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Pink Floyd - The Great Gig In The Sky: The Album By Album Guide CD (album) cover

THE GREAT GIG IN THE SKY: THE ALBUM BY ALBUM GUIDE

Pink Floyd

 

Psychedelic/Space Rock

1.85 | 18 ratings

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Finnforest
Special Collaborator
Honorary Collaborator
2 stars Long-winded and mostly "for fans"

The "Great Gig" DVD "album guide" is a massive 8-disc overview of the Pink Floyd recorded work. It is yet another of the rather checkered Floyd unofficial documentaries that by now likely outnumber official Floyd releases. Everyone except Regis and Kelly have now weighed in with their own critical analysis of the bands work. I don't mind---as a relative Floyd expert I enjoy watching to see how many factual errors and ridiculous opinions I can spot in these DVDs. And occasionally you get some interesting insights we well.

This one is not really better or worse than some of the others, just longer. With 8 discs there is plenty of time, though they don't fill all of the time as well as they could. The programs use the now familiar style of patching together old band member interviews, interviews with associates of the band (producers, collaborators), critics breaking down individual tracks with their opinion, and musicians explaining how certain parts of songs were played. The dialogue was presented with music, live video clips (usually of poor quality), and promotional film excerpts. The most worthwhile moments came from the recorded band interviews and commentary from the better informed critics. There is just enough good content to string along Floyd fans, casual fans I believe could get quite bored by the discussions. Syd fans should be aware that the "extensive archive interviews" with Syd, Roger, Nick, Dave, and Rick are really piped over recordings of the latter four. There really is no Syd "interview" except for the Hans Keller bit which you've no doubt already seen.

The problems with the program are many. Poor quality video makes the "rare footage" pretty useless in most cases. Apparently they didn't have the rights to use much actual Floyd music, as much of the program's airing of the band's choice material is not Pink Floyd at all, but recordings of bands like Mostly Autumn and others covering Pink Floyd. What an absolute joke that is. If you're going to bother putting together a critical analysis of a band's music, use THEIR music. Sometimes they did use Floyd but often they did not, and the segments that do not suffer immensely. The editing and timing are often well out of sync as noted by William Merrill:

"The presentation itself leaves a lot to be desired. Start with the poor editing, which includes occasional songs from different eras of the band's history, out of place chronologically. Then the individual album sections aren't put together cleanly. For ex., the Dark Side of the Moon documentary bleeds over into the Wish You Were Here segment. At first I thought it was on purpose, as sort of a transition, but the first 14 minutes of the 55 minute W.Y.W.H. documentary only talks about Dark Side, and makes no real attempt to link it to the next album." -William Merrill, web review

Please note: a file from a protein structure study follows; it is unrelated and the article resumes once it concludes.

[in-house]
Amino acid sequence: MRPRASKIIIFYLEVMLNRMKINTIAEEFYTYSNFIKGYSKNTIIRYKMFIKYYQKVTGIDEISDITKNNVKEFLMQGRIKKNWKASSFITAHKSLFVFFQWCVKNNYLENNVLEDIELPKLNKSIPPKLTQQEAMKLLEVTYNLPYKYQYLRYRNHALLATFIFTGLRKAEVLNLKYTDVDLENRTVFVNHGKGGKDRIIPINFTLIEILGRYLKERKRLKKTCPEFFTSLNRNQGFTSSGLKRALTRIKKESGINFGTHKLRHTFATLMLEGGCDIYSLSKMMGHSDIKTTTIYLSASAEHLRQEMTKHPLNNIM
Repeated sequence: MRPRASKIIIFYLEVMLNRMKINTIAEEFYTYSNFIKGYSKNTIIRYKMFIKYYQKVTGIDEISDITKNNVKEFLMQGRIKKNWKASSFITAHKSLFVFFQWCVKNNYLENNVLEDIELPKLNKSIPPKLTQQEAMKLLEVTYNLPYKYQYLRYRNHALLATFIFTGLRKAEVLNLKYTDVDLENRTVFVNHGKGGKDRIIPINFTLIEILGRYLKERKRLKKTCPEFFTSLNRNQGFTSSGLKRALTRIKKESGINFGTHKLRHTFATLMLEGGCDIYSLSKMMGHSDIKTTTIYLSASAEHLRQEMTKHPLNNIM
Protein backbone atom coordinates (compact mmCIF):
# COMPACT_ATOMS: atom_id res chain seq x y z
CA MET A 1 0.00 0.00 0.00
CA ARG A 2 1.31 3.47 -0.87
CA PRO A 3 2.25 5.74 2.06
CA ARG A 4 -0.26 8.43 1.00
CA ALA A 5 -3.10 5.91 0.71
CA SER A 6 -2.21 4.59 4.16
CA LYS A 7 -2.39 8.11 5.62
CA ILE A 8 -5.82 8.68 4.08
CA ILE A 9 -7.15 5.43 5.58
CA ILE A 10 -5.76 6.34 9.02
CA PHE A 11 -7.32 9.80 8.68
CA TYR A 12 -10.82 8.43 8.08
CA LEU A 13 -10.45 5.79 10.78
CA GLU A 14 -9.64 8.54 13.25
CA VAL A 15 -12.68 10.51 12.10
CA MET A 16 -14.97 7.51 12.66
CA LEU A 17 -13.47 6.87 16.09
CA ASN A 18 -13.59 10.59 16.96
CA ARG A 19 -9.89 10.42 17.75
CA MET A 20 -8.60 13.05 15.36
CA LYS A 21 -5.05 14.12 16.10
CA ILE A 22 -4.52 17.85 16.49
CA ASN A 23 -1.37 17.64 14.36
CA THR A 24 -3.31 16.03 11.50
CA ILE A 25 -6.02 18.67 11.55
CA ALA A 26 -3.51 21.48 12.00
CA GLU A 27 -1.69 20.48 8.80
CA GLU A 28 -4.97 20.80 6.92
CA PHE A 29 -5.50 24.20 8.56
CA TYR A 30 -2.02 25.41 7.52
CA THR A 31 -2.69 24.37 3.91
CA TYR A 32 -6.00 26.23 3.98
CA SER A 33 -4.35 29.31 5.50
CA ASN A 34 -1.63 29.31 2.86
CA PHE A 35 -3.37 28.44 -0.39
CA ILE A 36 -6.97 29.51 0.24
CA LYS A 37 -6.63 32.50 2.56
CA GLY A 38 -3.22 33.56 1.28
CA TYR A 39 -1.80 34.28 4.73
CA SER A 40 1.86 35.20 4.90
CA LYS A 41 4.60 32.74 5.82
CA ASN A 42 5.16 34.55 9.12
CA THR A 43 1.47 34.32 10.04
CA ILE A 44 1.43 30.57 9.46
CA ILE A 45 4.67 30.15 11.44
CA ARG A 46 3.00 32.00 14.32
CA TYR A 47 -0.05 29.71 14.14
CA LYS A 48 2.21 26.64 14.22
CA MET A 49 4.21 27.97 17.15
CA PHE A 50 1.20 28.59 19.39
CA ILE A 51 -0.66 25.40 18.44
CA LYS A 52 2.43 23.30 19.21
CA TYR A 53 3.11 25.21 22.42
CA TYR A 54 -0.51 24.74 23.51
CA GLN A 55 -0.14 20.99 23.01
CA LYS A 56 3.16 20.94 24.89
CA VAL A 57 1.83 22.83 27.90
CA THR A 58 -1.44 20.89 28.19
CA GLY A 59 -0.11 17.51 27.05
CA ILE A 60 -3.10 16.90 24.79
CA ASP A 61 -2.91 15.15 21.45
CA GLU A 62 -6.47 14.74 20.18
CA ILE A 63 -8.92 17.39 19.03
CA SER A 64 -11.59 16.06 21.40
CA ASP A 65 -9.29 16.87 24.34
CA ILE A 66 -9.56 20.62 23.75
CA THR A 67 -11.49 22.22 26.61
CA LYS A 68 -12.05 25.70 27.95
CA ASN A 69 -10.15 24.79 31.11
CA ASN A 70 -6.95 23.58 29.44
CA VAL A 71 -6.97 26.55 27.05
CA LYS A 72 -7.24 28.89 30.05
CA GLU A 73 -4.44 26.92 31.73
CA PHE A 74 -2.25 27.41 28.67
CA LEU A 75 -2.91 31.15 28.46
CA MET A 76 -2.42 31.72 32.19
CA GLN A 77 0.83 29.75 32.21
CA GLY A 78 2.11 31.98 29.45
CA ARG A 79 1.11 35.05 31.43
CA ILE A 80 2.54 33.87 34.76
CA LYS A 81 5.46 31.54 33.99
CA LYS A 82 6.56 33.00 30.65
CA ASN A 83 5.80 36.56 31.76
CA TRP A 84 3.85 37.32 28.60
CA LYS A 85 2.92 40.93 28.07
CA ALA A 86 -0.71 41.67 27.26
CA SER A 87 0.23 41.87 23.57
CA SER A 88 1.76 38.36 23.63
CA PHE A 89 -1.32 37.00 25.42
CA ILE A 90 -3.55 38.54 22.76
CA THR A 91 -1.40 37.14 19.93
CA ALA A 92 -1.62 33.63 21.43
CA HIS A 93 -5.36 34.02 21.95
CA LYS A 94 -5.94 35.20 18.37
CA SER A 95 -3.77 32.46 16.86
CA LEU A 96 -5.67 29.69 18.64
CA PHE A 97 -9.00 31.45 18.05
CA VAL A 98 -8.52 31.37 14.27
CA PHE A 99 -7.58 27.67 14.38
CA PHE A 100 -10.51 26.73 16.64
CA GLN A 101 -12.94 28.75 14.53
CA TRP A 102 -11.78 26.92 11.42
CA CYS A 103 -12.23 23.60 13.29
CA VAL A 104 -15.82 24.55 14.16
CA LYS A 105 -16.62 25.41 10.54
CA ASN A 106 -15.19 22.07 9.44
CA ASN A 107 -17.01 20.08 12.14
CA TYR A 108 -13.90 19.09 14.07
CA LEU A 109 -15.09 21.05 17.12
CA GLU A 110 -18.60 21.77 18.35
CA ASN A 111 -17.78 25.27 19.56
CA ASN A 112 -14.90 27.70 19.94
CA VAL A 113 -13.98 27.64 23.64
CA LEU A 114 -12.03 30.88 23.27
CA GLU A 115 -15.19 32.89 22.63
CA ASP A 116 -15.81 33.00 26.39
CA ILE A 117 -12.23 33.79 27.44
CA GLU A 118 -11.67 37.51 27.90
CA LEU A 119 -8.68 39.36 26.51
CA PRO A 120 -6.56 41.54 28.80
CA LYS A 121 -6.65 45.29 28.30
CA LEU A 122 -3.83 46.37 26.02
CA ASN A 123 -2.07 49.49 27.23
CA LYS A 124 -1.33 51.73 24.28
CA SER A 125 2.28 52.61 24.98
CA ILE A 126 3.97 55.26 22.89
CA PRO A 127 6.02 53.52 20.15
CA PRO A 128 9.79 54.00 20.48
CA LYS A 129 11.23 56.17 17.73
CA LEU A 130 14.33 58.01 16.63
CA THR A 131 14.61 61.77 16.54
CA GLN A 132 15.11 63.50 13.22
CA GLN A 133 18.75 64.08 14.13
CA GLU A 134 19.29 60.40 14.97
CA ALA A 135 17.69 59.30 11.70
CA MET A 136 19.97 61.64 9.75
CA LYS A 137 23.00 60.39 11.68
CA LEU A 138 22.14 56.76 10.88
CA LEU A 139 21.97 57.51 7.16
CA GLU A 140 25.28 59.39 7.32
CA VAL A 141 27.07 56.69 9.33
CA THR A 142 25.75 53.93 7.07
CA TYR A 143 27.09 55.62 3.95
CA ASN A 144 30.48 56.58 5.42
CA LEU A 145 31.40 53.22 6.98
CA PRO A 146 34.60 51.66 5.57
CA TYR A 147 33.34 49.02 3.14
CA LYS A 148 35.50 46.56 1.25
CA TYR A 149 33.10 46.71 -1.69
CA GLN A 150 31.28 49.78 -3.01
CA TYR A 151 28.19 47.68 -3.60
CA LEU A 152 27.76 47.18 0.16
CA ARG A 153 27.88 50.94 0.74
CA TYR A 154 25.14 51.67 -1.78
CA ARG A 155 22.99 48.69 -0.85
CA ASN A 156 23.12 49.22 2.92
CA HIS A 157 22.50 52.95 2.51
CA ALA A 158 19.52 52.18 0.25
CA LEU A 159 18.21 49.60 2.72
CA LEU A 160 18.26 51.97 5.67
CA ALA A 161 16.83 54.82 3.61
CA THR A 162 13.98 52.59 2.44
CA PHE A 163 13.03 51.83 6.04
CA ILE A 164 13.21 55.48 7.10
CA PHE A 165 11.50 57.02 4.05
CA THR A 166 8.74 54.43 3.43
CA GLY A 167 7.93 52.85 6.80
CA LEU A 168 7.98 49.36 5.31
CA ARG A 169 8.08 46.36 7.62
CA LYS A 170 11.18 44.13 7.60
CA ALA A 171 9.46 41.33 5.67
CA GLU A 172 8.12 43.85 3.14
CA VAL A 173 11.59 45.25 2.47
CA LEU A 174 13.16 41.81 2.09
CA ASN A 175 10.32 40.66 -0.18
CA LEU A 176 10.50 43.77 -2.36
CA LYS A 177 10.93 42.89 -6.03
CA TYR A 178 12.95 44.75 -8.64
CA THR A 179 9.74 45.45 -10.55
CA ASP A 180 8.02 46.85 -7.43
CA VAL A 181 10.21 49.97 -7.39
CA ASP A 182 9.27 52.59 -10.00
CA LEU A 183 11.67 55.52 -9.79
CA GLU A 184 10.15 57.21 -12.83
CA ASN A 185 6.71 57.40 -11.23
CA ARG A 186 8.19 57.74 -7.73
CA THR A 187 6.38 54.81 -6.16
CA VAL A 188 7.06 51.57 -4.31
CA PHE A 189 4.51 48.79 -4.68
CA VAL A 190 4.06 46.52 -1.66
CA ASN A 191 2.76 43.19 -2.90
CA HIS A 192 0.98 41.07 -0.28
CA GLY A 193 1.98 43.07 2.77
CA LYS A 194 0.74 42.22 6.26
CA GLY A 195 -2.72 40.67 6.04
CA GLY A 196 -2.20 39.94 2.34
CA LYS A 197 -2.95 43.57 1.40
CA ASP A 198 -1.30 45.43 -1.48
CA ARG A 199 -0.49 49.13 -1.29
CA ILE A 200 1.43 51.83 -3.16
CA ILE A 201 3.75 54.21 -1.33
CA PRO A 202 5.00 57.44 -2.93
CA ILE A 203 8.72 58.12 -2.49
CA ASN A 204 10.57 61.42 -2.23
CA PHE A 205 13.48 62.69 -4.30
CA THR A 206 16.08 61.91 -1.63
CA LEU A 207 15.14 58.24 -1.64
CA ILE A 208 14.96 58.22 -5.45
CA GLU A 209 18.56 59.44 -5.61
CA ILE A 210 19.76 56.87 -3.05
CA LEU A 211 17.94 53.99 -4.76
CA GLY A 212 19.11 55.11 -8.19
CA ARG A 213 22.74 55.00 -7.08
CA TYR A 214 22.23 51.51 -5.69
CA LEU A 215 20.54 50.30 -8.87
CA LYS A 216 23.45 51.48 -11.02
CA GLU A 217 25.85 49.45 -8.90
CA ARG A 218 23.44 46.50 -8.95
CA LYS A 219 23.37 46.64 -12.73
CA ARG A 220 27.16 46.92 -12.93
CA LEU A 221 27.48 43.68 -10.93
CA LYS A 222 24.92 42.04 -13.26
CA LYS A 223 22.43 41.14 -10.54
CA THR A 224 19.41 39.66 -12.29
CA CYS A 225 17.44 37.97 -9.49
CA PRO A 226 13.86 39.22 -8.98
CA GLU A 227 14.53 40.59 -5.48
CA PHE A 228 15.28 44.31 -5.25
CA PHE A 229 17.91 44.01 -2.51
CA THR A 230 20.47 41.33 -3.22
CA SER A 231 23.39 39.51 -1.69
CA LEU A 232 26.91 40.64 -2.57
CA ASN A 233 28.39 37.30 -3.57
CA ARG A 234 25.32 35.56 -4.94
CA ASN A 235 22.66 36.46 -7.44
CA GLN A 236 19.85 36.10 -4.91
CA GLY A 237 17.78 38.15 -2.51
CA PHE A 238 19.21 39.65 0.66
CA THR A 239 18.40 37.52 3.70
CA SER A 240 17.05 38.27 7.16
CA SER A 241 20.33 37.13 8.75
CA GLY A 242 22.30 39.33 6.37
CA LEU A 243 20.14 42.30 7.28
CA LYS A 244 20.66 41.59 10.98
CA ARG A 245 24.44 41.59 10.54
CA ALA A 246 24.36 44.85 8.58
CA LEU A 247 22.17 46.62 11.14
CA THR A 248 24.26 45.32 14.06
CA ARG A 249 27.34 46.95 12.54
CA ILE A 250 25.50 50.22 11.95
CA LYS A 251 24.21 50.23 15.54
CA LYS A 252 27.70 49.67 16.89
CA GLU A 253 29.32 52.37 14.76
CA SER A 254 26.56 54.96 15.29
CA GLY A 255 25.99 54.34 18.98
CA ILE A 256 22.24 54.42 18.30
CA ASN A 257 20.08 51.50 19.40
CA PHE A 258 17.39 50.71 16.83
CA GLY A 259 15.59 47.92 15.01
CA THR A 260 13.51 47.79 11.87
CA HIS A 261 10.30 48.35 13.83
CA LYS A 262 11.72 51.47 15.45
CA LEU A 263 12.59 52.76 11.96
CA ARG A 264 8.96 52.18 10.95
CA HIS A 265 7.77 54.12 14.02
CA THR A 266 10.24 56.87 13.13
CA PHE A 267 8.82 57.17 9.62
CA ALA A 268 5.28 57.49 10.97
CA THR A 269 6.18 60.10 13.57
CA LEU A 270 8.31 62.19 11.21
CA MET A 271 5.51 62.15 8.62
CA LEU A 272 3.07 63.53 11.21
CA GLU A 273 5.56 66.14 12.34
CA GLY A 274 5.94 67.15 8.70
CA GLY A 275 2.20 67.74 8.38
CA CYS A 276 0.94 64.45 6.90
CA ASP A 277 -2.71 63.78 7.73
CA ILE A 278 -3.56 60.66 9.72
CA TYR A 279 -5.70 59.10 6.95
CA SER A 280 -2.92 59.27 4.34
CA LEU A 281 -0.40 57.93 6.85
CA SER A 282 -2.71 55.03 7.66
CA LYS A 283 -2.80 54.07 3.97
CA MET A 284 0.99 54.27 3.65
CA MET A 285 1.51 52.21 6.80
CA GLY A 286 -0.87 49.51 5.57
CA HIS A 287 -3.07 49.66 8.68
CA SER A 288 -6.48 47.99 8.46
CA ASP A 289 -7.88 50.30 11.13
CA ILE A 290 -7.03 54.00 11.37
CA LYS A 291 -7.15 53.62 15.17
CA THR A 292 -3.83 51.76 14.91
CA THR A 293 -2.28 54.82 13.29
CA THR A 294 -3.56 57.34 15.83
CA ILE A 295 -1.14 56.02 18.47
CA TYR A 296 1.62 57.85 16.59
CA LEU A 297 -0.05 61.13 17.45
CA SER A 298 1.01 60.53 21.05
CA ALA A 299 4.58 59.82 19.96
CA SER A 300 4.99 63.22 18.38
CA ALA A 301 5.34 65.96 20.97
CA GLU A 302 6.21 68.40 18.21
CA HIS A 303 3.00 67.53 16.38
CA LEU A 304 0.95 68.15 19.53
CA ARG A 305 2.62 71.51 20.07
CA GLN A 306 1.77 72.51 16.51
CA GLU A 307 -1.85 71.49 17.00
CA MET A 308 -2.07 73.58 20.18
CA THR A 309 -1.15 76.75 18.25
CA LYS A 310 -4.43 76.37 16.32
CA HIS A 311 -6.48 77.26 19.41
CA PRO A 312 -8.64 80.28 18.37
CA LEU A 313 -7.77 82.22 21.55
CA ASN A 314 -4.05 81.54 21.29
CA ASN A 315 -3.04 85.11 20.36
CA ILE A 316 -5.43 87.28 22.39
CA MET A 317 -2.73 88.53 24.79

Credits are constantly placed on the screen over the program. The critics are often pretty predictable in their presumptions about what material is good and what isn't, the worst being some guy named Krusher who seemed to diss everything I like. They were particularly harsh on the experimental material and on The Final Cut. By the time they got to Final Cut, the budget must have been gone because they covered only two songs, repeating Not Now John and Fletcher Memorial over and over while we were treated to the tape engineers recollection of how "civilized" the band were when he was introduced to them. Of course you'll have to endure the typical assessments of Syd as a "casualty" and Roger as a "dictator" when the reality was more complicated than that. But the main problem is the drifting lack of cohesion throughout the shows---had the kept the best content, used all Pink Floyd music, and had more concision with their presentation, they could have had a pretty good documentary at about 4 hours length.

For the $63 this item currently sells for on Amazon, I cannot recommend the product to anyone but hard core Floydians who really want to sift through hours of material for the chestnuts. Despite gathering some impressive folks for interviews, this set feels pretty decidedly "unofficial" and I don't believe it worth the price. A better bet would be to rent the series if you can.

Finnforest | 2/5 |

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